Equalising Volume with mp3gain

January 12, 2011

Not so long ago I was looking for a tool to equalise the volume of all my music, as it was getting annoying having to constantly adjust the volume when the tracks changed.

After some searching, I found MP3Gain. Using it is pretty simple; you can either run it individually per file, or combine it with something like find to modify many files at once.

I use two versions of the find command, as follows:

# The short version - when the directory only contains .mp3 files
find /path/to/music -exec mp3gain -k -T {} \;
# The long version - when a directory contains other files too
find /path/to/music -type f -name "*.mp3" -exec mp3gain -k -T {} \;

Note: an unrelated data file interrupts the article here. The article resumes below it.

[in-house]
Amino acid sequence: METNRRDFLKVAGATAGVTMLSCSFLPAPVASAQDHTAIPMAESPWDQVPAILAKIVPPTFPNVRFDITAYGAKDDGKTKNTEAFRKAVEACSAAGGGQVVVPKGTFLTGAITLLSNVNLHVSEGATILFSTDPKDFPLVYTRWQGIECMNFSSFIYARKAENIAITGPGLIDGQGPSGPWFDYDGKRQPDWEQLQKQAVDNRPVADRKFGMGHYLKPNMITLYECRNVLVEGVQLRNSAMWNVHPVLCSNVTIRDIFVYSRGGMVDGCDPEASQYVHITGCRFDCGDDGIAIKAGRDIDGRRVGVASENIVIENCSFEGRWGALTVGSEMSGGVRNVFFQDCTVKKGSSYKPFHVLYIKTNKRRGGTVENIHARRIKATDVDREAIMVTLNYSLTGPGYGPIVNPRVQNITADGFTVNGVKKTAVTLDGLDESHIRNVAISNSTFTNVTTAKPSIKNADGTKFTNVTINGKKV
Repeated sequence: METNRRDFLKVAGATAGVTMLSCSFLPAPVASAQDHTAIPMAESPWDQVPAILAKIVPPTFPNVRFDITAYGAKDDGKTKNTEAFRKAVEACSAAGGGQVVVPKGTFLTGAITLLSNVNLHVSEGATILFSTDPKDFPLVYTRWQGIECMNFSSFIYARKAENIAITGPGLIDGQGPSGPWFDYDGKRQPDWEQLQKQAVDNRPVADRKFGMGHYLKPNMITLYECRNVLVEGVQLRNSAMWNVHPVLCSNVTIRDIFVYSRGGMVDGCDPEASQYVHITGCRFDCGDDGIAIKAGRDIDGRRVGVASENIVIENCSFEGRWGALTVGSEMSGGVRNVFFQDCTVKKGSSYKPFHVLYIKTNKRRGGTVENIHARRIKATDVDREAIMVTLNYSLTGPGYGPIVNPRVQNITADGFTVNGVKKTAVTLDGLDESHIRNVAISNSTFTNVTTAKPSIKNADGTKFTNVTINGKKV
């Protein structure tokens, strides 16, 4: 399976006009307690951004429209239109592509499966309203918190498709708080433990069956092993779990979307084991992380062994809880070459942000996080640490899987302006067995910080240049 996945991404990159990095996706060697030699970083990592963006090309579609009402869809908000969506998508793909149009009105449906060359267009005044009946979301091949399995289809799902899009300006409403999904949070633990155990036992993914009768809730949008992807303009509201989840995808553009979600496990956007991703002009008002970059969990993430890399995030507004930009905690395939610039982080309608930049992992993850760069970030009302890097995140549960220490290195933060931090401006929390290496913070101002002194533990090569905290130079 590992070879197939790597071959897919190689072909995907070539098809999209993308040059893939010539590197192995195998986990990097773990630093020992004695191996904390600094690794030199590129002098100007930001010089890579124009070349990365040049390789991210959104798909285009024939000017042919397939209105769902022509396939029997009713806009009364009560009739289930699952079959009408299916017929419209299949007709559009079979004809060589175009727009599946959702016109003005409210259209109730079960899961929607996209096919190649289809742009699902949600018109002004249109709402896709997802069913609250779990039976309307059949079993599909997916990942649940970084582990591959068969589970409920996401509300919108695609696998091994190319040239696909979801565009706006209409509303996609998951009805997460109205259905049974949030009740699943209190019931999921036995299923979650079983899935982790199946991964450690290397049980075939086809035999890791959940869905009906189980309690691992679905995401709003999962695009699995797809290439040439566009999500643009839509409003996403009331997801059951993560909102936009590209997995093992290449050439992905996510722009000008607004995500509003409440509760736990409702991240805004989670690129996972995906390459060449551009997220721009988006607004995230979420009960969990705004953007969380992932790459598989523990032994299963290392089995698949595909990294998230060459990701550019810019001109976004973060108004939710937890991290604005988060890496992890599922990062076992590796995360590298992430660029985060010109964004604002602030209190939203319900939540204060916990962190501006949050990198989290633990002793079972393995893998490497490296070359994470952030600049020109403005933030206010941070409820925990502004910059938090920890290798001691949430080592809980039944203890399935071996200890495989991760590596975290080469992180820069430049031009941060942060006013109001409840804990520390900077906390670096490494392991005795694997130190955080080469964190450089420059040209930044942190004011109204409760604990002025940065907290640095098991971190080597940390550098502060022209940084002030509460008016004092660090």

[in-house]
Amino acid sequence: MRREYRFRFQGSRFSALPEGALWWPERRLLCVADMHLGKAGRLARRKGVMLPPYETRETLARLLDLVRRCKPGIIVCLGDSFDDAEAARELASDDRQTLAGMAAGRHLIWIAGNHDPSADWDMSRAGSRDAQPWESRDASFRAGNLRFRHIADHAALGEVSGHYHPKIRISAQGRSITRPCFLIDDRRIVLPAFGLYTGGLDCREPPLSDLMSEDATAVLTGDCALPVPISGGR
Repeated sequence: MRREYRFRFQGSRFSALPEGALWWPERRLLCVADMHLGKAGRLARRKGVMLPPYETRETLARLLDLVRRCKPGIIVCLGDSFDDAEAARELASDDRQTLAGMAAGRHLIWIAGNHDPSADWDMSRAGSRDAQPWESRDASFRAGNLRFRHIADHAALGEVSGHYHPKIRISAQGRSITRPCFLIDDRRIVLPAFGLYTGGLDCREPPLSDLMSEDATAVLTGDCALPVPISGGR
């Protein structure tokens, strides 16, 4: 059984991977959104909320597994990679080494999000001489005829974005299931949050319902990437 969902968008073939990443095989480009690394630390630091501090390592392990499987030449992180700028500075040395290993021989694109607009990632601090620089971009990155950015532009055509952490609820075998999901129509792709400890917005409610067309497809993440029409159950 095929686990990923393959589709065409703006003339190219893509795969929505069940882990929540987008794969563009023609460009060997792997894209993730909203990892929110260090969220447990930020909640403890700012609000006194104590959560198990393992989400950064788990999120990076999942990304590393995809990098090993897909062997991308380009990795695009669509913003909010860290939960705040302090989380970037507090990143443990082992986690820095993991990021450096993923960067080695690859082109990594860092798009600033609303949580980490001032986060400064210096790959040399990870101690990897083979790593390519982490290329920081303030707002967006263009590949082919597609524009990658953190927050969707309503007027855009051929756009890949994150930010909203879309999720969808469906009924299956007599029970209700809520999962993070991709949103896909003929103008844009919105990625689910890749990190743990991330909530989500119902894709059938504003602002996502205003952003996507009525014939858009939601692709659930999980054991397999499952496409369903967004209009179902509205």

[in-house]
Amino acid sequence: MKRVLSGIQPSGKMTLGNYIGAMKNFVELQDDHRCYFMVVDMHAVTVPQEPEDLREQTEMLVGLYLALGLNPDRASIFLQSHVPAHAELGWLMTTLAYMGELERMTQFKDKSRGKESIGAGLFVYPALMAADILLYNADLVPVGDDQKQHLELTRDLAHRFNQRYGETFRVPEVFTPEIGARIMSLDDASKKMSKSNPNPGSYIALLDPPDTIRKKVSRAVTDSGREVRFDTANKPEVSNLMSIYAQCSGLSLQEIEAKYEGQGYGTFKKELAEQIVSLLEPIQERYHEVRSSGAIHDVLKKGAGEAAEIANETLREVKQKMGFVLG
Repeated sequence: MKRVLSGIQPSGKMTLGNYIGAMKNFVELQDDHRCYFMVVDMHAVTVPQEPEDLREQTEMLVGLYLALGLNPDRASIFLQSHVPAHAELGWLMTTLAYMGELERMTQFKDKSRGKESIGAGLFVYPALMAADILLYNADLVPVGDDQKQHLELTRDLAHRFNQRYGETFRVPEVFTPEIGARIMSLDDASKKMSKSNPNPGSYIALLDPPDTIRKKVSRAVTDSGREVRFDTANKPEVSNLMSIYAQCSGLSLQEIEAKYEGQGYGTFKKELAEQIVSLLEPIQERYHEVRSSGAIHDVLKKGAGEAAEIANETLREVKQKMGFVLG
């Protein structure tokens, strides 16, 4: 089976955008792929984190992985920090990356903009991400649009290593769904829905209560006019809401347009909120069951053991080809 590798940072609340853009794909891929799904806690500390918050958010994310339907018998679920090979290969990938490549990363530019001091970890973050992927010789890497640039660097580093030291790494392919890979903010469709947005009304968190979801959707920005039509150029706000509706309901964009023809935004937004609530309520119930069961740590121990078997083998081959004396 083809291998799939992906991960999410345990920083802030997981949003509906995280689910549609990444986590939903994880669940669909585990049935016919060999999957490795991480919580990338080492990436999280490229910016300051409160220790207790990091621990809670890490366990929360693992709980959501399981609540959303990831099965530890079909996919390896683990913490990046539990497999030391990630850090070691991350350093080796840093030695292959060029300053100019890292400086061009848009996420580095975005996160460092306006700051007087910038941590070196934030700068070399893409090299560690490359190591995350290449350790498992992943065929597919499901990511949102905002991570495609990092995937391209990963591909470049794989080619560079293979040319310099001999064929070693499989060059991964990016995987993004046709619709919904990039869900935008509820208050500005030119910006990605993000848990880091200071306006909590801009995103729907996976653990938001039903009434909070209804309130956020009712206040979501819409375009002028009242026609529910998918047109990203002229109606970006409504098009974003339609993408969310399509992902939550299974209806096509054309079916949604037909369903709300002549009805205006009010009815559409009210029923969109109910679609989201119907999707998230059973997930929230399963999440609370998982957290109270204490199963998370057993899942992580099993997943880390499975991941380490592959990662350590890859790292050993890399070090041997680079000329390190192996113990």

The most useful flag to this command (for me, at least) is -T, which modifies the original file rather than creating a copy.

Note that if you use any kind of library watcher with your music player, it may create duplicates if it’s open while you’re modifying the files. I would therefore recommend closing your music player until complete, or mp3gain your music in another directory before copying to your music directory.

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